On top of that, she developed severe irritable bowel syndrome, leading to debilitating nausea and vomiting. She had to stop working, leaving the nursing job she’d enjoyed so much, since she loved helping people. She could no longer afford her Long Island apartment, so she moved into her cousin’s basement for eight months until her disability benefits came through. “I didn’t know where I was going to live. I didn’t know what was going to happen with my career. I didn’t know what I was going to do at all,” she says.
Eventually, she found her current apartment. It's a tiny space, but she has made it warm and cozy thanks to an abundance of draperies and throw pillows, plus her collection of guitars and two talkative parrots.
She tried other narcotics besides Vicodin, worked with pain management specialists and eventually had her left knee surgically replaced. But none of it seemed to really work.
One option did help: the cannabis she began consuming in 2010. A self-described “old hippie,” she’d smoked marijuana in the past, but not for medical reasons. Now she found eating small amounts of edibles throughout the day kept her pain at bay, and smoking a joint staved off the waves of nausea. “It helps relax all your muscles, it improves your mood, and it makes everything a little more tolerable,” she says.
It’s why when she heard in 2012 about Compassionate Care NY, an advocacy group working to legalize medical marijuana in the state, she joined the cause. The effort gave her something to believe in and something to work for. “I grabbed myself and said, ‘You have to live; you are going to be 440 pounds and lying in bed.’ So I chose to live,” she says. “When I found out about Compassionate Care, I had a calling.”
That calling wouldn’t be easy. New York’s lawmakers have long been conservative on drug issues. In the 1970s, New York passed the Rockefeller Drug Laws, stringent mandatory-minimum rules that stayed on the books for decades. And while polls repeatedly showed a majority of New Yorkers support legalizing medical marijuana, laws to do so proposed by Gottfried and others had gone nowhere year after year.
Schwier and her Compassionate Care colleagues — patients struggling through cancer, multiple sclerosis and other serious ailments — set about changing that. They launched pro-medical-marijuana postcard campaigns. They’d drive up to Albany, three hours from New York, and trek down the capital’s long, inhospitable halls, aiming to disabuse lawmakers of their “gateway drug” misconceptions through face-to-face meetings. And when they learned that one particularly reticent senator was going to be appearing at a small-town parade, they decided to march in the event themselves, arranging it so the lawmaker couldn’t help but notice their signs and cheers.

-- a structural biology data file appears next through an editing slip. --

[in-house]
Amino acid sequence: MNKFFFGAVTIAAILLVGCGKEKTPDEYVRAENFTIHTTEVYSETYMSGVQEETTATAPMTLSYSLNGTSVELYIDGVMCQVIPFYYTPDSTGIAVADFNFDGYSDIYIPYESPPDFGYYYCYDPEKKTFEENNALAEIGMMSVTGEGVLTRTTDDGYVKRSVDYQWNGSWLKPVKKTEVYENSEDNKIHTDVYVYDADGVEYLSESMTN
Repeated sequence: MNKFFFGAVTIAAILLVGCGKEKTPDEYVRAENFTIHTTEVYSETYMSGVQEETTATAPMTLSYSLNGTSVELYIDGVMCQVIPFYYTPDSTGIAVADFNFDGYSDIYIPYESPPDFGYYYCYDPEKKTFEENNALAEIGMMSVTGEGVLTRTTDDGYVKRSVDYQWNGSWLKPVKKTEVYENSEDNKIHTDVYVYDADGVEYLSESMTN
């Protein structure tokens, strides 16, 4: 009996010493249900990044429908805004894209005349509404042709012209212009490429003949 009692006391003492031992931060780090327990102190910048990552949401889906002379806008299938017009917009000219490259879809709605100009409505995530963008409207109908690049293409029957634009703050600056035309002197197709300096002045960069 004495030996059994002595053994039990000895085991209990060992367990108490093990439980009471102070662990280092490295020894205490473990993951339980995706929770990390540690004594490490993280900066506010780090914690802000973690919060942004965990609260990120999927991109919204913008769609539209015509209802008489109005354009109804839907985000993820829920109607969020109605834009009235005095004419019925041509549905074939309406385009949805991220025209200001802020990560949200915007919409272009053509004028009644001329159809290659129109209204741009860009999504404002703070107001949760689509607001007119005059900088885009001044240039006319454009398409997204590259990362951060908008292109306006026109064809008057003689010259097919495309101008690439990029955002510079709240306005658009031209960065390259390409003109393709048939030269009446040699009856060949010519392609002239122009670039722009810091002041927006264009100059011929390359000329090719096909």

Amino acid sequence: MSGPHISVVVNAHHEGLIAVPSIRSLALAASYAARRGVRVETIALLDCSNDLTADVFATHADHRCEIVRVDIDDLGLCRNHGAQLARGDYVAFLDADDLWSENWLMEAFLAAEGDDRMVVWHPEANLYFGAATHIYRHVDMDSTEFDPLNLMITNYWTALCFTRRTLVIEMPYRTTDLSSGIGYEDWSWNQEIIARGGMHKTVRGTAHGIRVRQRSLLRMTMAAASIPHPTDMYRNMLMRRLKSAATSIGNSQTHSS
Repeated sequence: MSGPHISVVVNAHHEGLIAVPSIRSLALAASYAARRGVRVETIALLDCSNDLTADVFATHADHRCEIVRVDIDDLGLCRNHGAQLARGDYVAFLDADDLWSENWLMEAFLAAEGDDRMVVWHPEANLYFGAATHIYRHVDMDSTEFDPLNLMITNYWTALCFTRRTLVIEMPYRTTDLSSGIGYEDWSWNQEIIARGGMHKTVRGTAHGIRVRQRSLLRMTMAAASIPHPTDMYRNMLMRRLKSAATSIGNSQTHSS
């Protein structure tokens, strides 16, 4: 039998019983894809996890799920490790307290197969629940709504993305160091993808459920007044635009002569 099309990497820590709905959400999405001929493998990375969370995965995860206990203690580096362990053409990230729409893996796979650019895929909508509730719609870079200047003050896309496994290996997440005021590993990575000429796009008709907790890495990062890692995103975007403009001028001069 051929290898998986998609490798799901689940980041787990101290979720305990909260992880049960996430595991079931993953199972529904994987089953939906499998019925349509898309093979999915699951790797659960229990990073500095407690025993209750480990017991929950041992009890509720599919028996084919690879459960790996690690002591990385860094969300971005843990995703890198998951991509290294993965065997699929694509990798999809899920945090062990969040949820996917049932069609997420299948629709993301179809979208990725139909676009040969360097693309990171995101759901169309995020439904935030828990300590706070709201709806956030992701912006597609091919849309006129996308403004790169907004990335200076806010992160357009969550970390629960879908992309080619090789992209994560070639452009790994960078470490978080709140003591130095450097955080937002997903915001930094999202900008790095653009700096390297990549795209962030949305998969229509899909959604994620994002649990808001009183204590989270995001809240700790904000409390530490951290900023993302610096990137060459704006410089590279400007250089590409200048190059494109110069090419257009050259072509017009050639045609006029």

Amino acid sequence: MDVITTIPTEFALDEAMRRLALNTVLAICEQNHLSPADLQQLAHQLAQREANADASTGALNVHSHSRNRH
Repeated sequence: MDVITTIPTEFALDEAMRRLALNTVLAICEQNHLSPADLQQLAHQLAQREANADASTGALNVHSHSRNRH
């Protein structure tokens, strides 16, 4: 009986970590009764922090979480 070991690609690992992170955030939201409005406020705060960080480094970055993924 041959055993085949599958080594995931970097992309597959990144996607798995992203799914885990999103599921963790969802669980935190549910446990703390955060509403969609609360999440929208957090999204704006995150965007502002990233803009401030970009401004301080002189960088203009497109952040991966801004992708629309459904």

By the end of a typical lobbying day in Albany, Schwier could barely walk. But that didn’t stop her. “There are so many people who aren’t able to do this, so many who can’t do it,” she says. “It hurts, but I can do it. I am disabled, but I can still do something great.”
As the 2014 legislative session drew to a close, a medical marijuana bill appeared on the verge of passing. But then some disheartening news came from Gov. Andrew Cuomo’s office. If the bill, which would become known as the Compassionate Care Act, was going to avoid his veto, it would have to be significantly narrowed: Only 20 dispensaries allowed statewide, with only 10 conditions that could qualify for the program. No smokable or edible marijuana. No immediate emergency access to cannabis for those patients who need it most.
Schwier and her fellow activists struggled with whether to accept the compromise. “On the one hand, it was restrictive and going to leave some patients behind. On the other hand, there were many patients it would help,” says Julie Netherland, New York deputy state director for the Drug Policy Alliance, who works closely with the advocacy group. “The group’s decision was, it was better to try to get something in and help some patients now than to walk away with nothing. At the time, we had hoped it would help several thousand, even tens of thousands of New Yorkers. As it happened, that is looking less likely.”